Ten Common Mistakes
Even though the number of change management processes boggles the mind, there are common mistakes in using all. Some do not even help us avoid these mistakes:
- Missing a change management strategy to support the process
- Inadequately assessing organizational culture and office politics
- Mismatching the change management process to the strategy
- Making the change management process too much of a process
- Failing to refresh or strengthen relationships between management and employees
- Inefficient use of training and communication dollars
- Shortchanging internal communication campaign
- Adding complexity to the process (scope creep)
- Failing to change how managers work with their teams
- Focusing too much on groups at expense of individuals
How These Mistakes Appear in a Change Management Process
Often developing a strategy is part of a change management process. This is all right as long as selecting a process is also a step. There are many ways to manage change. That is why there are so many different processes. Processes are tools. We use the tools that fit our strategy. Otherwise, a mismatch occurs.
Organizational culture and office politics drive the change management process selection. That means an honest, comprehensive assessment of them. This will prevent selecting a process that is too complex or too much of a process.
Fulfilling the process cannot be more important than the change itself. We often see this when there is too much attention paid to such things as mission, vision, strategy and process.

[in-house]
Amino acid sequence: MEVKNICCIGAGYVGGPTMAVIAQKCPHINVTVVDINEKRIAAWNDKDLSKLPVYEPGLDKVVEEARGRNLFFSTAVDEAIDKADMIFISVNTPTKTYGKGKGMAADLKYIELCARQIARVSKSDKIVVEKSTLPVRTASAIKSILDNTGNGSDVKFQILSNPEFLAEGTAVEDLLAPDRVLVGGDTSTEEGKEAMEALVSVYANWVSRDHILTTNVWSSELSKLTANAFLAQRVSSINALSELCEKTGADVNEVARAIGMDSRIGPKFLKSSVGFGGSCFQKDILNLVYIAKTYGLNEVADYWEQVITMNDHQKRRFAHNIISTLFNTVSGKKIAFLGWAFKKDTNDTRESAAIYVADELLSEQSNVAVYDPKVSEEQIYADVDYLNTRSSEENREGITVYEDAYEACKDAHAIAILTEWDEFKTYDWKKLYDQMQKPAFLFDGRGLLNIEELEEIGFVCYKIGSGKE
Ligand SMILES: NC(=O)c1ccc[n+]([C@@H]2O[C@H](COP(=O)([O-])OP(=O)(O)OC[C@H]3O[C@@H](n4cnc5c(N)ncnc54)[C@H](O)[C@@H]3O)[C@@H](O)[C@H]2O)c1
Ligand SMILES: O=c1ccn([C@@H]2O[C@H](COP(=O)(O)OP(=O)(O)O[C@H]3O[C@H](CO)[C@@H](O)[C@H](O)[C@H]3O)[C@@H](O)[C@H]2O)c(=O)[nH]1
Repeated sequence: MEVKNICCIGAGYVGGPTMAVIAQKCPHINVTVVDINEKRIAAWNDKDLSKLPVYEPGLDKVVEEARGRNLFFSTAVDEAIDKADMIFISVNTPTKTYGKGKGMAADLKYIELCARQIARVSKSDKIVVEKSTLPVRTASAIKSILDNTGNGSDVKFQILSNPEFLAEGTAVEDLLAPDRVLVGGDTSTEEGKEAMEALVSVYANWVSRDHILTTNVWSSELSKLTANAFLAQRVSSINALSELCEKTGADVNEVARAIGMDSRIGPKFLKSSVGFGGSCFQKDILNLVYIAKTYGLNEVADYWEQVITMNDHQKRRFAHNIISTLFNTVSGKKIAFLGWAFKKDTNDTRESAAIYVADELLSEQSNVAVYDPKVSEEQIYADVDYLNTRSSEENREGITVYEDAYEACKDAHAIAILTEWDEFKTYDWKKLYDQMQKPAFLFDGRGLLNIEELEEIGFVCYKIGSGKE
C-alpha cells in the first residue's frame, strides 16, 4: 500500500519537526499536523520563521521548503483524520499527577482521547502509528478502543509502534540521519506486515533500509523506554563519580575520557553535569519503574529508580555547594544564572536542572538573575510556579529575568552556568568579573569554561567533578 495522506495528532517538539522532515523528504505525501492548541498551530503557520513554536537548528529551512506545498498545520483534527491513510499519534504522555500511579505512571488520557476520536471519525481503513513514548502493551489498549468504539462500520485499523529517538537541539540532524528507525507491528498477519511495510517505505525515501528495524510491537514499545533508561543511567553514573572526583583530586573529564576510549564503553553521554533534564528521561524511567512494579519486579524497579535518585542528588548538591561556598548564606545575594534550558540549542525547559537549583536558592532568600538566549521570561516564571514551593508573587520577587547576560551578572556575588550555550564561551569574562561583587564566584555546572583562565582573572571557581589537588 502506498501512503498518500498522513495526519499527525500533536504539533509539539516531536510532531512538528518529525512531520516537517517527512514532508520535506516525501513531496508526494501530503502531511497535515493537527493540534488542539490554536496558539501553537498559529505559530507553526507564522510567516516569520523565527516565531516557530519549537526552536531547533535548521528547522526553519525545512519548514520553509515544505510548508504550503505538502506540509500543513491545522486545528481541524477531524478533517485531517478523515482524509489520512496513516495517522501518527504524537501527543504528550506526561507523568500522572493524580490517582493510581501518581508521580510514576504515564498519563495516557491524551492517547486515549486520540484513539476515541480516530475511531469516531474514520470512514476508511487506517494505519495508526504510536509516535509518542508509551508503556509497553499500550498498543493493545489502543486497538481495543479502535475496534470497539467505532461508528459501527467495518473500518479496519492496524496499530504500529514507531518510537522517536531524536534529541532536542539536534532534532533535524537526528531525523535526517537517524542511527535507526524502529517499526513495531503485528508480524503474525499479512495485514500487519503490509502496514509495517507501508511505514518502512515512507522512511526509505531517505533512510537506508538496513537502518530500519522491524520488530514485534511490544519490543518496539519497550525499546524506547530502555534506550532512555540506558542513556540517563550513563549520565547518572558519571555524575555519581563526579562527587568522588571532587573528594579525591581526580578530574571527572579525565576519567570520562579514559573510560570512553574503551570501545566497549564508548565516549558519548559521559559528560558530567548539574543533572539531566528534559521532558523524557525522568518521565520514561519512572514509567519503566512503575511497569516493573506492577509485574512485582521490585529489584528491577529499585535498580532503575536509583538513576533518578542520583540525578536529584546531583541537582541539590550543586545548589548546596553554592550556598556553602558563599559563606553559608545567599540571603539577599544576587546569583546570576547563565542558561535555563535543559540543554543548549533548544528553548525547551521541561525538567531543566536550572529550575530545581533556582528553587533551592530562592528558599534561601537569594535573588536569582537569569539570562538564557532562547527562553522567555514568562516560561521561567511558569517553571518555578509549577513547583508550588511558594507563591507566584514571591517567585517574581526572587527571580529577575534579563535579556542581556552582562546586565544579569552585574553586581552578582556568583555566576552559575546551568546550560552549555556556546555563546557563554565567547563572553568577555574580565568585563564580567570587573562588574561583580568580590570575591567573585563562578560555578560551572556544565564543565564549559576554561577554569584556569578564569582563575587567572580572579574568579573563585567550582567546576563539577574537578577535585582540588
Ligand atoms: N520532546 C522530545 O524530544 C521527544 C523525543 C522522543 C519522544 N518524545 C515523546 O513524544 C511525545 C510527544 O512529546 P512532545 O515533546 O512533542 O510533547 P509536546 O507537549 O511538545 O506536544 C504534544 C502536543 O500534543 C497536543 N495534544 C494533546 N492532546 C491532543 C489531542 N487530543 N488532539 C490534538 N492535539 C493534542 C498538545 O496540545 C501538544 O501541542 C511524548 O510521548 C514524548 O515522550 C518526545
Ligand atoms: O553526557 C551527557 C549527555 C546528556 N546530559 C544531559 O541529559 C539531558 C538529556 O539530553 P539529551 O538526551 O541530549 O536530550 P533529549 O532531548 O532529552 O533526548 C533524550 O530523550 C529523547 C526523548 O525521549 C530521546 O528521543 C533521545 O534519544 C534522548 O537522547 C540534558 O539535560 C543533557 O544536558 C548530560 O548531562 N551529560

We also see it when change management processes do not treat culture, relationships, training and communications as major steps. In reality, these areas consume the most time in change management. Most of these efforts need to be put into motion before a strategy is formally announced.
This usually means internal communication campaigns suffer. The process becomes more complex as stakeholders add their own bent to it. The focus is on process and not on how managers must work differently with their people.
Processes are tools. Processes become better if we motivate people to use them well. The best way to do this is to focus on individuals, not groups. Individuals are the key to changing groups. Focus on processes causes us to forget this.
Which change management process is best for your firm?